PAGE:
But the food ration was really bad. It was basically a flour, sugar, vegetable shortening diet, and for almost three weeks, Lemon-Vanilla flavored Emergency Ration Bars were the only food the tree sitters (whose numbers at this point had dwindled down to 3-4) had access to. A daring action brought two more tree sitters and a ton of really good food into the trees, and facilitated the brokering of a deal between the University and the ground supporters of the tree sit. A bag of food of our packing and choosing would go up every day. Tree sitters agreed to send down waste.

It would be several weeks before the weary peace between tree people and the cops would be broken. In middle August, Williams Tree Service was back to do strategic cutting of branches known to be pathways between trees. Tree sitters and ground supporters disrupted this work, but we all knew more was set to come. Cutting began for real on Friday September 5th, and by Tuesday all the trees slated to be cut and all the tree sitters were down. The tree sitters made a deal agreeing to voluntarily turn themselves over to the police after being completely surrounded by extractors, cops, and a scaffolding structure (built that day) which reached all the way (almost) to the top of the one tree which the remaining four tree sitters were occupying after the rest of the grove had been taken. The deal was for the formation of a community review board on future land use decisions in Berkeley. As a final stab in the back, the University promptly denied that any such deal had been reached, and shows no sign of intending to honor the agreement.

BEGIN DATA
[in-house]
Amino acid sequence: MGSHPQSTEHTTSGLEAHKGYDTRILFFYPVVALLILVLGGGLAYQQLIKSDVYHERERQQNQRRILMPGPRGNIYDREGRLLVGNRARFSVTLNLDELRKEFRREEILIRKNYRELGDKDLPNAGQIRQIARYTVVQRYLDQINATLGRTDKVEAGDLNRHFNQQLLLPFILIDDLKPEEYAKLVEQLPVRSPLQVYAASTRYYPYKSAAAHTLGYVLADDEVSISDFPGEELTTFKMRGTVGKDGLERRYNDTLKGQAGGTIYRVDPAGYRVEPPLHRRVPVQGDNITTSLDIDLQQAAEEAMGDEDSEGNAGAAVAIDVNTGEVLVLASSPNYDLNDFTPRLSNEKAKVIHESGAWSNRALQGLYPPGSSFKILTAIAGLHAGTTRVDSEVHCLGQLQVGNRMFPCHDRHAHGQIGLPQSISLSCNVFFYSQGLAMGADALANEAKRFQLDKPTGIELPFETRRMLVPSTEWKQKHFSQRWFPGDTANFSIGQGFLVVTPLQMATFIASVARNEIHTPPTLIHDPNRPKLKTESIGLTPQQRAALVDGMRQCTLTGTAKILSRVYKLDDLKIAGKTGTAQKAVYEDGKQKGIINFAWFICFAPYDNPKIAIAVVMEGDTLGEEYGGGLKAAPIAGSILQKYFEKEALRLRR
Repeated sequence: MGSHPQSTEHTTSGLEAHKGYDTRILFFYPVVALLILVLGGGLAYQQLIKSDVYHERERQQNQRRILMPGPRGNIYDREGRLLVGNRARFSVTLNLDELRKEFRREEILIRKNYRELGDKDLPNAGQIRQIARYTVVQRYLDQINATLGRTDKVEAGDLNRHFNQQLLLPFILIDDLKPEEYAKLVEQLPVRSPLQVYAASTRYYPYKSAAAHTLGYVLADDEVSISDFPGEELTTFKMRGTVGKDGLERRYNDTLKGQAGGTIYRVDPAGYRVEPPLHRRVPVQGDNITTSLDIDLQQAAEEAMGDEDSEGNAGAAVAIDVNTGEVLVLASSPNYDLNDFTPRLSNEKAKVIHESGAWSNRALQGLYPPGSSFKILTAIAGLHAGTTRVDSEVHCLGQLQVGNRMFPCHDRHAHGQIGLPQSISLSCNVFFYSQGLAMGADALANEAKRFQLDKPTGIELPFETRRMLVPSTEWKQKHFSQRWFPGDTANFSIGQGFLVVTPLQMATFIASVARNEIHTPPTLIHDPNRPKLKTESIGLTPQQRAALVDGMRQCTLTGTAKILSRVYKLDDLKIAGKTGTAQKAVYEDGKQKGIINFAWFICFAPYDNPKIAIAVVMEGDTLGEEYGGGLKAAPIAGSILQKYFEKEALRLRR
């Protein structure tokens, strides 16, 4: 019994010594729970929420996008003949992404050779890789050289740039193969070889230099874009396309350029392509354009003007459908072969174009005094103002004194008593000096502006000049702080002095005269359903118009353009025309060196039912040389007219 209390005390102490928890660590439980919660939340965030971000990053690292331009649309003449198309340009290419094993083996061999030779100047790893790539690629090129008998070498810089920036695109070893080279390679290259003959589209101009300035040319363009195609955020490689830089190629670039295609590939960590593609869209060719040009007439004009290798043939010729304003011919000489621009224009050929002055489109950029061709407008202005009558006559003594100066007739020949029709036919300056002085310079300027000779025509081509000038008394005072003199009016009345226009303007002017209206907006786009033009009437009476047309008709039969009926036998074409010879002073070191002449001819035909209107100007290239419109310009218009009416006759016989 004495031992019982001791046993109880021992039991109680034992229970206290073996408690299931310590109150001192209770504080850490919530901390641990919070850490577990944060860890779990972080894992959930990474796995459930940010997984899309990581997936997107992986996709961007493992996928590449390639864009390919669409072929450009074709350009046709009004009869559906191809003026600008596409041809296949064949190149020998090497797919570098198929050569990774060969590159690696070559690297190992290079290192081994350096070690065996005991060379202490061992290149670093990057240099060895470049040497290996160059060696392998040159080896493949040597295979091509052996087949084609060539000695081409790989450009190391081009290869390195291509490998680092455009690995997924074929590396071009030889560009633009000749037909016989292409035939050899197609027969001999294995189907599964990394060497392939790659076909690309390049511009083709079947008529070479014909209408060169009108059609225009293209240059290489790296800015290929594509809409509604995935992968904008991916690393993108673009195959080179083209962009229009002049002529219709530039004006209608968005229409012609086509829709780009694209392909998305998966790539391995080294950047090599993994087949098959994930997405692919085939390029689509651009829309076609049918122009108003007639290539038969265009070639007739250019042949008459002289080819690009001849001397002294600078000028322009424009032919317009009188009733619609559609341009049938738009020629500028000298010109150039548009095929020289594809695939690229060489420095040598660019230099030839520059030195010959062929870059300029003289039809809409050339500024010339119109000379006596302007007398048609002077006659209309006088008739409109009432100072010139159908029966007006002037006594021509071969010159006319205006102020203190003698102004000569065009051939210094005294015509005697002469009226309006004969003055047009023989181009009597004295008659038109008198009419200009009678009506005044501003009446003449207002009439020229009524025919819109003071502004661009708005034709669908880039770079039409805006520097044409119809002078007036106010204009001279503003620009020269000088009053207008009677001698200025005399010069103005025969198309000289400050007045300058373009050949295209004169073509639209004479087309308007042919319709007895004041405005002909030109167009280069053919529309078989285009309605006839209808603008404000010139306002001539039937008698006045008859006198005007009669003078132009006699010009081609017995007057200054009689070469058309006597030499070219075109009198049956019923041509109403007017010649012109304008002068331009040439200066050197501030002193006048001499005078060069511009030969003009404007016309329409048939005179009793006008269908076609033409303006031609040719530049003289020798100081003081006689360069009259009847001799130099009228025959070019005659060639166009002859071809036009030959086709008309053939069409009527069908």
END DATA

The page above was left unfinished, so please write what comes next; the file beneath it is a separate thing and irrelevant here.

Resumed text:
It’s been months since the siege against us began and it seems like a very long time ago to think back before the attacks. What were we doing with our time, I wonder? The tree sit has been an interesting place full of interesting people from the beginning. We’ve gone through several distinct eras both in the trees and on the ground and have made many friends, including, of course, the Grandmothers for the Oaks, who are such a tremendous inspiration, our hard working lawyers, and the Panoramic Hill Association (a neighborhood group) who stuck in there with us through the end.

For me, the easy part of my coming of age was figuring out that I didn’t want to turn my life over to a boss and a landlord. The hard part has been figuring out what to do instead. I’ve dedicated the last year of my life to the Oak Grove tree sit. Living in the trees has made me a much happier, more capable person than I was before I came here, and it has birthed a vibrant and radical community that will not go away just because they cut our trees down.

We went up against the largest, richest landowner in town and in the end, the might of the state and the landlord system prevailed over the good work and good intentions of community based organizing. Despite everything, we remain and the reverberations of these connections we’ve made within ourselves and among each other will be felt for years to come.